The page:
Ile de Re

Just found a wonderful video of someone cycling through Ile de Re, which is the French island that William Longespee was stranded on.  Of course, at the time it was an English possession, and thus a safe haven for the shipwrecked English barons who landed there.

http://www.youtube.com/watch?v=0BvJDe6s-Og

Strangely, while Notre Dame de Re is now in such a ruined state that it no longer gives me any sense of familiarity, it was the views of the strangely narrow beach heads, the farmer’s fields, and the young buds on the bushes that gave me chills.  I remembered that these were among the signs in the natural turning of the seasons that told us it was time to go back to England.  The neat rows of the fields in the video also reminded me of the fields the monks used to tend.  

I think I wanted to stay at that abbey once I saw it in spring.  The windy bailey at the center of Old Sarum would be so drab by comparison.  Perhaps my memory of a conversation with an abbot about becoming a monk isn’t so far-fetched after all.

That was a strange memory.  Sort of sad, since Longespee was already ill by all accounts, and died just a short time after his return to England.  But not a fearful sadness like John’s memories; more like the sort of sadness a very old person would feel as they walk through a field in the spring time.  It’s almost as if I had known I was dying even then.  I don’t know if this necessarily contradicts the poisoning theory but I don’t think I died uneasy at all.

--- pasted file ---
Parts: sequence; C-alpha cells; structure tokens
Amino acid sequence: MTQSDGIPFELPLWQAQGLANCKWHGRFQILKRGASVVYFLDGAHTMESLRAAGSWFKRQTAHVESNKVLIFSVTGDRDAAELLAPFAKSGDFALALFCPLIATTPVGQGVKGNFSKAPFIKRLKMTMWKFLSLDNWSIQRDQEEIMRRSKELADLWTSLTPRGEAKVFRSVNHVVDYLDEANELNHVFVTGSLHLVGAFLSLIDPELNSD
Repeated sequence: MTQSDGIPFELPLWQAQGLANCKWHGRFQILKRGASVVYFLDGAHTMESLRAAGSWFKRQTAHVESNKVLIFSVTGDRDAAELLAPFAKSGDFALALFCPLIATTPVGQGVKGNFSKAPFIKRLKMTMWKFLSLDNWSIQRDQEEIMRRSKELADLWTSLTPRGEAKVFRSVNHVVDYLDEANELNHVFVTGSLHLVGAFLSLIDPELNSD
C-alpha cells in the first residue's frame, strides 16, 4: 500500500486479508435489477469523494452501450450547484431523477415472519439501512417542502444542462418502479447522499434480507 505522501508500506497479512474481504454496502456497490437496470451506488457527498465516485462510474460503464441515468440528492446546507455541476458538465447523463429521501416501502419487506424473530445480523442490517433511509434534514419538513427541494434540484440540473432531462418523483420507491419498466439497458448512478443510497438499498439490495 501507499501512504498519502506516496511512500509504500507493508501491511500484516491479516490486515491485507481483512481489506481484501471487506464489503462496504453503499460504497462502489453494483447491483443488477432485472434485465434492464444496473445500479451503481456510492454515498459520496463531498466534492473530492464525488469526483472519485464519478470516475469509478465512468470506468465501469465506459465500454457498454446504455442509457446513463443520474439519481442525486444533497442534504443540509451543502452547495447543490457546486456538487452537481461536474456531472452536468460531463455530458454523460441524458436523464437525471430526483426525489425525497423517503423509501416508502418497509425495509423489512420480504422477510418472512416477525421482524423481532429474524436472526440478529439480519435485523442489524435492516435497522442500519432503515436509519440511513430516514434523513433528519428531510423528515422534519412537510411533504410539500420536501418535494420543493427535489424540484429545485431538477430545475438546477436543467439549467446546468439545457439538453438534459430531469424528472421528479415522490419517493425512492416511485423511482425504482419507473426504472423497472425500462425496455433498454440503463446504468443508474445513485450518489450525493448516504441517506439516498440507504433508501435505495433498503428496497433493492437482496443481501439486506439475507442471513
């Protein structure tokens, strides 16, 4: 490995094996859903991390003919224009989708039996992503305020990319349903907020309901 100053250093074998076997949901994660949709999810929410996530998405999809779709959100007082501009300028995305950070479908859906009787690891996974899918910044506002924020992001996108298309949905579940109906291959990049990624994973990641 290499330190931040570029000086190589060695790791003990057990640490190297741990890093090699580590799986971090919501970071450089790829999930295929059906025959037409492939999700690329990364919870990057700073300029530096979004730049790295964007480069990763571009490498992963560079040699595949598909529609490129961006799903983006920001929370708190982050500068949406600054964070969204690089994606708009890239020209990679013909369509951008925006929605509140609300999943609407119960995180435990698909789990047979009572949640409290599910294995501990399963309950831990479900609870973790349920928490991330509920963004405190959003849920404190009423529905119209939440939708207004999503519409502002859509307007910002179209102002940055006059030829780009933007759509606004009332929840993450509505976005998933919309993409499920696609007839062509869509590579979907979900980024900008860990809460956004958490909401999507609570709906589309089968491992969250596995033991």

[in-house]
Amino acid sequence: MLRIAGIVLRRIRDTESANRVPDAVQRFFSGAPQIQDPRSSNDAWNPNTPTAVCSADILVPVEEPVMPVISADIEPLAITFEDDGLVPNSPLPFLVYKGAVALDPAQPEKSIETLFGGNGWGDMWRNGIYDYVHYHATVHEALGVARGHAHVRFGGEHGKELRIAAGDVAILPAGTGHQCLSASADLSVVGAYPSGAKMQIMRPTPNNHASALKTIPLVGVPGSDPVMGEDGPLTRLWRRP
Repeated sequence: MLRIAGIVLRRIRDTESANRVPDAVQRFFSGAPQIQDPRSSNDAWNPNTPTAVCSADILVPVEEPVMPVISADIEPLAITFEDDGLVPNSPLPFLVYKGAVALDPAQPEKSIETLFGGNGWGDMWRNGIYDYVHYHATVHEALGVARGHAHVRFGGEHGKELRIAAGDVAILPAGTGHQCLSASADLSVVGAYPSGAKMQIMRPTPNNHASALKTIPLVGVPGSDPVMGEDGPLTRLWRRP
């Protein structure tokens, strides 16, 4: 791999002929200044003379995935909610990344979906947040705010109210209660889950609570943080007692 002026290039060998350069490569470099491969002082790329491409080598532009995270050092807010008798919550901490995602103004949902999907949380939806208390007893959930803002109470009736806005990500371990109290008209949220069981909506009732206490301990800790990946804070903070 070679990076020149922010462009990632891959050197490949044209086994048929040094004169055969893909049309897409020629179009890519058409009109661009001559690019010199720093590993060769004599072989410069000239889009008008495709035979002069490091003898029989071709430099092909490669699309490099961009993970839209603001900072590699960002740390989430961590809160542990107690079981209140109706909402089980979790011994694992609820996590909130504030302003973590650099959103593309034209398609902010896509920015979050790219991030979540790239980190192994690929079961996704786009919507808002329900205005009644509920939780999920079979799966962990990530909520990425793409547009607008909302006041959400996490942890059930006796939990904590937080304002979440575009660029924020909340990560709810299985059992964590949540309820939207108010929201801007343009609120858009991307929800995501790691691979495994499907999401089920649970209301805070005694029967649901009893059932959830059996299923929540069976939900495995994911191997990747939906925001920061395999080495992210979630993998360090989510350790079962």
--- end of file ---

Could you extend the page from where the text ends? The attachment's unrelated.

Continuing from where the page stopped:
An unrelated note:

In the course of this blog you may notice that I alternate between first and third person when referring to presumed past lives quite freely.  This is for several reasons:

1. I often have a difficult time knowing which way to use when referring to past lives since there is no grammatical protocol for that in any language as far as I know.

2. It seems to be a good contextual clue to the fact that I don’t know for sure if I was any of these people, and that I have only presumed that thanks to the vividness and veracity of the memories.

3. Because “I” and “me” are too hopelessly vague when referring to multiple iterations of the self across several centuries.

4. Because sometimes, I really feel insecure and think I might be doing someone a great dishonor saying that I was any of these people (hence the reason I won’t name my most recent past life).

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